Thursday 22 January 2015: Devonport Public Forum 11:30 AM – 1:30 PM Devonport Entertainment and Convention Centre – Town Hall Theatre

Burnie Public Forum 5:00 PM – 7:00 PM Burnie Arts and Function Centre

Friday 23 January 2015:  Launceston Public Forum 4:00 – 6.00 PM Grand Chancellor

The Green Paper and other consultation information can be found online at www.dhhs.tas.gov.au/onehealthsystem

A final White paper on reform will be released in March.

Royal decision brings immediate boost for health and jobs

The Liberal Government is moving quickly to resume work at the Royal Hobart Hospital after we made the sensible and prudent decision to proceed with a better, safer and more affordable Royal Hobart redevelopment.

We are wasting no time getting on with the redevelopment. The redevelopment project team including the managing contractor, architects and engineers, held its first meeting yesterday morning to map out the recommencement of the project, with critical works expected to start in February next year.

Plans are being progressed to engage sub-contractors to progress refurbishments for the decanting plan.

The reworked redevelopment includes the addition of a critically important helipad, a temporary structure  to facilitate the new on-site decanting plan, and a new hyperbaric chamber.

Managing Contractor John Holland and Fairbrother Joint Venture has already signed a new contract which enables the project to be delivered under the new specifications, without adding to the estimated $70 million cost blowout incurred by the previous Labor-Green Government.

There is no doubt that the revised project that we are proceeding with will deliver Tasmania a state of the art health facility that will help reduce surgery wait times and improve health outcomes.

Almost as importantly though, the economic benefit of this project will start to flow almost immediately, with sub-contractors being engaged to begin works in early 2015.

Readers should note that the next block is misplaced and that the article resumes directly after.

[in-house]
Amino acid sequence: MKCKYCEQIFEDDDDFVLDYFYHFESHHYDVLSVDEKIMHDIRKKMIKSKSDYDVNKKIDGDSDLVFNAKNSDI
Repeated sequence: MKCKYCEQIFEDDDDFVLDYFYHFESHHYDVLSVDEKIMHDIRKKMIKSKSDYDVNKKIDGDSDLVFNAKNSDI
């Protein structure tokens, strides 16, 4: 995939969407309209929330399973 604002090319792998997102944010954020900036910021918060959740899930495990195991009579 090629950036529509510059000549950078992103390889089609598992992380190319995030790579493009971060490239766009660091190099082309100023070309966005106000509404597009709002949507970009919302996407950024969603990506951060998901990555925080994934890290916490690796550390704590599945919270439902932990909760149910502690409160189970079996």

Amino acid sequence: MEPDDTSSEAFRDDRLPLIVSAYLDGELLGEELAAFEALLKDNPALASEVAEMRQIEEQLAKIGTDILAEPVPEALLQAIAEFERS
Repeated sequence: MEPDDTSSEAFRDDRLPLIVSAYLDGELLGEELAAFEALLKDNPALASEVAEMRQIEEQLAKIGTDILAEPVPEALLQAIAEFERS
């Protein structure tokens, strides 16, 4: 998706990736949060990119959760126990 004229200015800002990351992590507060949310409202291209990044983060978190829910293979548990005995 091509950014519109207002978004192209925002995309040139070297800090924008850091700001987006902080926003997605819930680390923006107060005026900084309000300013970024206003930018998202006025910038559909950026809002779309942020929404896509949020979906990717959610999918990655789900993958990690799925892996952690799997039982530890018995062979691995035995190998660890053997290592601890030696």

The $657 million project (of which $154 million has already been spent), will create more than 4,000 jobs in Tasmania and generate $1.6 billion in economic activity.

The recommencement of the project gives important certainty to the contractor, the construction industry, doctors, nurses and staff at the hospital and the Tasmanian community.

This has been made possible by the decisive action of the Liberal Government and the Rescue Taskforce.

We now have a project that all Tasmanians can have confidence in, can be delivered safely, and will improve health outcomes in Tasmania without breaking the bank.

Release of Green Paper another step towards fixing the Health system

The Liberal Government is committed to fixing Tasmania’s health system and putting patients back at the forefront of every decision – where they belong. Today we have released a Green Paper on Delivering Safe and Sustainable Clinical Services in Tasmania as the next step in our One State, One Health System, Better Outcomes plan to rebuild essential services.

It’s time to shift the conversation to one about “access to better care”, rather than one about “better access to care”. Read more »